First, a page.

Multicore Chips To Improve Your PC's Speed

by Manoj 2012-04-13 11:37:27

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Multicore chips are said to be faster than single-core chips. They have the ability to split up computational tasks and run them on several cores at once.


Computer chips are typically slow! They don't seem to be of any solution to get faster processing. This is the reason why chipmakers feel the need to configure additional cores on a single platform in order to avoid congestion in supplying instructions and data.

A typical chip has six or eight cores which communicate over a single bundle of wires, bus. The problem emanates from the fact that only one pair of cores can talk at a time which becomes a serious limitation when we talk of chips with hundreds or even thousands of cores.


Li-Shiuan Peh, associate professor, electrical engineering and computer science, MIT desires to bundle the information carried by these cores into “packets” so that they can communicate the same way the networked computers do.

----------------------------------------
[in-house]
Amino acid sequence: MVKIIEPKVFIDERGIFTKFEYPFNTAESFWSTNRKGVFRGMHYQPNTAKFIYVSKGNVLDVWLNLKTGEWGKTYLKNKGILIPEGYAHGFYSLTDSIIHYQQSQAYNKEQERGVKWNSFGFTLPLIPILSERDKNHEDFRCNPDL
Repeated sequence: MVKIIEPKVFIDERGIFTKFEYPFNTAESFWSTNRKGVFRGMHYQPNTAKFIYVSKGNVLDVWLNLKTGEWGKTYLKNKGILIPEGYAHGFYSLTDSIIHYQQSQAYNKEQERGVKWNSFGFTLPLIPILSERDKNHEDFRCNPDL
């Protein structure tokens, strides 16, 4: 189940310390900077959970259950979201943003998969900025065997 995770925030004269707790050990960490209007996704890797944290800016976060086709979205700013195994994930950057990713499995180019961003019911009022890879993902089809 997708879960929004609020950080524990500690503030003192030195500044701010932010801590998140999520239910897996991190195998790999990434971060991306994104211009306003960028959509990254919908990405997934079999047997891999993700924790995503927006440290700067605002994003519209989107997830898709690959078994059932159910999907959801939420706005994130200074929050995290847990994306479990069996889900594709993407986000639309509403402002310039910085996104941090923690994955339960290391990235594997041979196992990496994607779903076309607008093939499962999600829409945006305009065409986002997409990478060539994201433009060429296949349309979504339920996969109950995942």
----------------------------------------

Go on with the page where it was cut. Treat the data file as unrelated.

Supposedly, each core would have its own router responsible for sending the packets over the network. Multiple cores are faster as they can run multiple instructions at the same time, increasing overall speed for programs.

The core count on commercial chips has been low leading to extra communication pressure on a 'single bus'. But a scenario change is being hinted by Peh. "Buses have hit a limit. They typically scale to about eight cores," Peh said. Though the 10-core chips which are found in high-end servers frequently add a second bus, but that approach won't work for chips with hundreds of cores.

A technique called 'Virtual Bypassing' has been developed to address these concerns. It will facilitate the router to send an advance signal to the next which would help it to preset its switch, and hence increase the speed of the packet.

“Virtual bypassing allowed a very close approach to the maximum data-transmission rates predicted by theoretical analysis,” Peh added.

These findings would soon be presented in Design Automation Conference in the US.
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